Philosophical Studies

, Volume 174, Issue 12, pp 2927–2952 | Cite as

Grounding and the argument from explanatoriness

Article

Abstract

In recent years, metaphysics has undergone what some describe as a revolution: it has become standard to understand a vast array of questions as questions about grounding, a metaphysical notion of determination. Why should we believe in grounding, though? Supporters of the revolution often gesture at what I call the Argument from Explanatoriness: the notion of grounding is somehow indispensable to a metaphysical type of explanation. I challenge this argument and along the way develop a “reactionary” view, according to which there is no interesting sense in which the notion of grounding is explanatorily indispensable. I begin with a distinction between two conceptions of grounding, a distinction which extant critiques of the revolution have usually failed to take into consideration: grounding qua that which underlies metaphysical explanation and grounding qua metaphysical explanation itself. Accordingly, I distinguish between two versions of the Argument from Explanatoriness: the Unexplained Explanations Version for the first conception of grounding, and the Expressive Power Version for the second. The paper’s conclusion is that no version of the Argument from Explanatoriness is successful.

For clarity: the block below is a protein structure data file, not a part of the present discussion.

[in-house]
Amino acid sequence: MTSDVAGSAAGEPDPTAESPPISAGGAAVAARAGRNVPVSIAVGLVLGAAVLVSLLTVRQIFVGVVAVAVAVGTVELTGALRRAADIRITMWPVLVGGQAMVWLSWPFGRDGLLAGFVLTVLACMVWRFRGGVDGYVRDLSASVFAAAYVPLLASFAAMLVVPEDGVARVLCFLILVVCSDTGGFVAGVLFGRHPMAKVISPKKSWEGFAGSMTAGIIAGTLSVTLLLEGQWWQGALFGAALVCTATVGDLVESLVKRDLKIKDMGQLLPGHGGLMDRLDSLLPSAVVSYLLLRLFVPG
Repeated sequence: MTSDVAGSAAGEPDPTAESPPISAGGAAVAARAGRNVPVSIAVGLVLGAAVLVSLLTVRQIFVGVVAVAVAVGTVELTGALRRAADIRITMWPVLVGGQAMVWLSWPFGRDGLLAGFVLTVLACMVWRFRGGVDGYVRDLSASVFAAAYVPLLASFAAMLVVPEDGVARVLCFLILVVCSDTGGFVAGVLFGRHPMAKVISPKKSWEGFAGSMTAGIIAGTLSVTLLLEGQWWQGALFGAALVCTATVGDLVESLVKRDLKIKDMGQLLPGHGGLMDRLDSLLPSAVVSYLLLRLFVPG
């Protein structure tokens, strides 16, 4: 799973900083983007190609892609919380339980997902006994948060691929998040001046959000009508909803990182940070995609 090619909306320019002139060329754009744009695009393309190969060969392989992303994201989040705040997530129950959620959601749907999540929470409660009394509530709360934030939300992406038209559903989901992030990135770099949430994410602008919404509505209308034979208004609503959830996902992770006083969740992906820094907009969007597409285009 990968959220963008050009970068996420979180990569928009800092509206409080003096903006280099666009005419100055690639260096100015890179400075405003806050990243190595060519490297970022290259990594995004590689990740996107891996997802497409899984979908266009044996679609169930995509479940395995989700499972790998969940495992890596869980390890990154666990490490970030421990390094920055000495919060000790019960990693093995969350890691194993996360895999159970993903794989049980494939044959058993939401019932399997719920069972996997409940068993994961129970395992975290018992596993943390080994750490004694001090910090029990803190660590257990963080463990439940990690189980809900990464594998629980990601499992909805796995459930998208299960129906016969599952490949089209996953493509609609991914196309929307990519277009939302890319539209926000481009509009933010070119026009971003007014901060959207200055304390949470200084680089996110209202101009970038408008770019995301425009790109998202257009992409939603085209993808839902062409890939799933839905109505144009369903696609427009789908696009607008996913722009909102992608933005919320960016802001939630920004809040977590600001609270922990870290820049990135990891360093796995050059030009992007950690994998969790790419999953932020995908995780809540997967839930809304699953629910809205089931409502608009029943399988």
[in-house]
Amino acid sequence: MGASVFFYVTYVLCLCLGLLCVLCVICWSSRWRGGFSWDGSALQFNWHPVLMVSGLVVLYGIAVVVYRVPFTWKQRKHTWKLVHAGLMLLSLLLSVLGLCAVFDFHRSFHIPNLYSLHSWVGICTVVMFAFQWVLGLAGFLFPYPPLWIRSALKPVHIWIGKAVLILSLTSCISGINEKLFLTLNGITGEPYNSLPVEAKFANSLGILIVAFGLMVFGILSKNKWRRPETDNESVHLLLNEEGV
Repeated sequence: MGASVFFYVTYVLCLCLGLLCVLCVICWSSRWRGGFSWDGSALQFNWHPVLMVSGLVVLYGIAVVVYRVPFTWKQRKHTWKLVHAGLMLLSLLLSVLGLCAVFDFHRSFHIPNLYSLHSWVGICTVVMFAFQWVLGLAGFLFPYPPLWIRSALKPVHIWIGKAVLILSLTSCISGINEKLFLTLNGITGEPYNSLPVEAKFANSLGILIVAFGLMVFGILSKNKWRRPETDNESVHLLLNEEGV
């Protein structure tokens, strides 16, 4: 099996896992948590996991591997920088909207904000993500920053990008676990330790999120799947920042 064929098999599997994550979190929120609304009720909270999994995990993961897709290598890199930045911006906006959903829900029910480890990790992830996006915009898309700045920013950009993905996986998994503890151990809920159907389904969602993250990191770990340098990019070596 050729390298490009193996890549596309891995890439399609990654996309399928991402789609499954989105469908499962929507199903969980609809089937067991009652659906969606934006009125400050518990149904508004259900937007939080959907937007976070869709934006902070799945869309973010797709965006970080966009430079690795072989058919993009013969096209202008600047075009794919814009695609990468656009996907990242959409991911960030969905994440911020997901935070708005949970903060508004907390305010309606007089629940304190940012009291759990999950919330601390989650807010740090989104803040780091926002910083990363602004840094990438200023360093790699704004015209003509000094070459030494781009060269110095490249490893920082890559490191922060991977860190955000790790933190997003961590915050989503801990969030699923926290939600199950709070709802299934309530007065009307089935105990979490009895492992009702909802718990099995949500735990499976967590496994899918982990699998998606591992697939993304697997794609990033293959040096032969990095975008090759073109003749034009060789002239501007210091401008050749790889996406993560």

Keywords

Causal explanation Constitution Constitutive explanation Grounding Metaphysical explanation Scientific explanation Unification 

Notes

Acknowledgments

For many helpful comments on and numerous discussions about this paper, I’m especially indebted to Karen Bennett, Matti Eklund, and Ted Sider. For very helpful comments and discussion I’m also grateful to Paul Audi, Shamik Dasgupta, Louis deRosset, Eric Epstein, Ghislain Guigon, Dan Korman, Jon Litland, Eric Rowe, Nico Silins, Alex Skiles, Tuomas Tahko, Elanor Taylor, Kelly Trogdon, two anonymous referees, and audiences at the department workshop at Cornell University, the 88th Joint Session at the University of Cambridge, the 2nd Philosophy Unbound conference at Lehigh University, the 2015 Central APA at St. Louis, and the Research Group for the History and Philosophy of Science (RCH HAS) at Budapest.

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Copyright information

© Springer Science+Business Media Dordrecht 2016

Authors and Affiliations

  1. 1.Department of PhilosophyBilkent UniversityBilkent, AnkaraTurkey

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